The robots are coming! This is a recurring theme that has been permeating the cultural zeitgeist amongst professionals of all types, particularly marketers. Terms like ‘machine learning’, ‘blockchain’, ‘AI’, ‘chatbots’ and ‘virtual assistants’ can be found in most business or marketing publications but they often do little to help marketers understand in practical terms how to apply these technologies. The fear is that not only are the robots coming, but they are coming for my job. For many marketers who are not digitally savvy, the next wave of marketing digitisation is a frightening future to face.
Since the good old days of the Mad Men of the 1960s, marketing has always been about the acquisition of data to gain insights about consumers and customers, to influence new products and campaigns that drive business impact. The difference between those early days of Madison Avenue research and today is the scale and proliferation of data production and the number of measurement tools and pieces of martech to help interpret that data. We have moved from a time when it was extremely challenging to get any data on customers, when only a few elite brands and agencies had the ability to access that data, to having a tsunami of customer signals that most companies can now access, but which many marketers feel ill-equipped to capture and interpret into meaningful insights.
A question I often get asked at industry gatherings and marketing conferences is: “What are you doing in your marketing at Microsoft to leverage AI?” It’s a natural question, because as a company we are at the forefront of bringing artificial intelligence to the world. Our leaders have written books about the promise of AI (The Future Decoded) and the dangers (Tools and Weapons), and millions of web pages can be found with a simple search for “AI + Microsoft”. So, there is an expectation that our marketing teams are both on the cutting edge and experts on how to apply this in their work.
There is some truth, some aspiration, and some cold hard reality mixed up in that assumption. Some truth: on a global scale we are using dynamic lead scoring and machine learning to help us ensure that our sales teams are calling on the right customer at the right time with the right solution, based on algorithms and machine learning insights about whether our customers are in ‘buying mode’ and ready to talk to a sales rep. The reality: there are many people at Microsoft who can write that code and most of them are not marketers.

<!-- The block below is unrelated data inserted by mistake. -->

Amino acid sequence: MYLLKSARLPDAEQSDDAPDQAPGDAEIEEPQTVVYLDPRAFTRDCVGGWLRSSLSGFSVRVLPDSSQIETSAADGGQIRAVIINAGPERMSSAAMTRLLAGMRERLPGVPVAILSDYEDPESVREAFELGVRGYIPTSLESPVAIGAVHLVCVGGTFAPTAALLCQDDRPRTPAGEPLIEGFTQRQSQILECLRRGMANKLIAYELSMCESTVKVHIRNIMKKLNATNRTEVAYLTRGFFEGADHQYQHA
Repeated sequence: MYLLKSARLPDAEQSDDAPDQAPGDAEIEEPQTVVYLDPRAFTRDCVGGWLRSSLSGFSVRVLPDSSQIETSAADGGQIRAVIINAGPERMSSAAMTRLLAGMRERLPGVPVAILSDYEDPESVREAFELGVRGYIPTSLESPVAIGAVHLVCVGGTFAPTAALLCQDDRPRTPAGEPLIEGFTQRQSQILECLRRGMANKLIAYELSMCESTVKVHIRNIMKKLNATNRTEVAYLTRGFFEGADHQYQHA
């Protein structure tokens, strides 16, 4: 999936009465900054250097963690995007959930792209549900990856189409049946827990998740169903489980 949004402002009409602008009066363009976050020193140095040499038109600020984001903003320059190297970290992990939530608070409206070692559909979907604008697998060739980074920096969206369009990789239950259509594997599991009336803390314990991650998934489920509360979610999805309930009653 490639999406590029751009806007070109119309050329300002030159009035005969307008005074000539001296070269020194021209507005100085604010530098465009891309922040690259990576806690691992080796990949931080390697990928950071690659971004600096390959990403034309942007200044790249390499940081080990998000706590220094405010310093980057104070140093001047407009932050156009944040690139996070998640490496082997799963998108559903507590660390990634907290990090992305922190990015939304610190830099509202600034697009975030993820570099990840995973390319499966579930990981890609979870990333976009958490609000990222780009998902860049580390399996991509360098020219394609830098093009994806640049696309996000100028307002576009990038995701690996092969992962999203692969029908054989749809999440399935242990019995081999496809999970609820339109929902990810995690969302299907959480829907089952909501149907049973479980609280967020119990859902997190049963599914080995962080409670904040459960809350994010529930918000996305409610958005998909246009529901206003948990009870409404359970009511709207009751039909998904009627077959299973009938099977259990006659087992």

Where I ask our teams to bring value is not to write the code but to know how to articulate – to our teams who do – the killer insight they would like to generate. For example, the holy grail for a B2B marketer is to know the right tactic to deliver the right message to the right customer at the right time to move them along the purchase funnel. What our team is doing today is asking our developers: “Can you tell me which people in these sets of accounts are spending time learning about our cloud solutions? Are they in a position to make a decision about IT purchasing?” When they get that answer, at scale, they can then develop marketing campaigns and tactics to target those people with differentiated campaign messaging to influence their opinions about our solutions.
If you are a marketer and not working inside of one of today’s tech giants, what can you do? Two actions anyone can do: educate yourself and try things out. Chatbots can be deployed relatively easily in any company website – consider how they can be used at your company. Experiment with a small pilot, understand how your customers react to this experience, and build on that learning to create value for your company and your customers.
Are you using social listening and audience insights on your social media pages? Most social media outlets provide advertisers with a myriad of AI tools to interpret how users are reacting to your content. Spend time looking at the data, experiment with different tactics, and use the tools the outlets provide to gain insights. Marketers play a key role in evaluating insights around any data-driven business. They become an extension of the team to navigate immense amounts of data and pull out core insights suited for the target audience aligning to all marketing efforts. Therefore, data analytics, data collection and MarTech must work jointly to target the right audience for focused campaigns. This requires no purchase of MarTech, just some time and effort.
One thing that AI cannot do that marketers can is to take the initiative and try something new. Today. As the saying goes, you will fail 100 per cent of the time at the things you do not try, so marketers have nothing to lose by dipping their toes in the water and experimenting.